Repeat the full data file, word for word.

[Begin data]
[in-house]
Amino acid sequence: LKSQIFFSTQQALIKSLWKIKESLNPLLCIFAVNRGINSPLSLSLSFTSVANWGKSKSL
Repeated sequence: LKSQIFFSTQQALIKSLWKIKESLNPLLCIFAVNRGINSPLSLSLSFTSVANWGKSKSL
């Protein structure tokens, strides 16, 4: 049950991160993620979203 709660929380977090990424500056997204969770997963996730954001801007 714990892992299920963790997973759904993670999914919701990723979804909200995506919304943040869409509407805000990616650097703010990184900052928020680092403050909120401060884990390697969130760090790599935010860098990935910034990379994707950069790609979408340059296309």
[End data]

[in-house]
Amino acid sequence: LKSQIFFSTQQALIKSLWKIKESLNPLLCIFAVNRGINSPLSLSLSFTSVANWGKSKSL
Repeated sequence: LKSQIFFSTQQALIKSLWKIKESLNPLLCIFAVNRGINSPLSLSLSFTSVANWGKSKSL
């Protein structure tokens, strides 16, 4: 049950991160993620979203 709660929380977090990424500056997204969770997963996730954001801007 714990892992299920963790997973759904993670999914919701990723979804909200995506919304943040869409509407805000990616650097703010990184900052928020680092403050909120401060884990390697969130760090790599935010860098990935910034990379994707950069790609979408340059296309």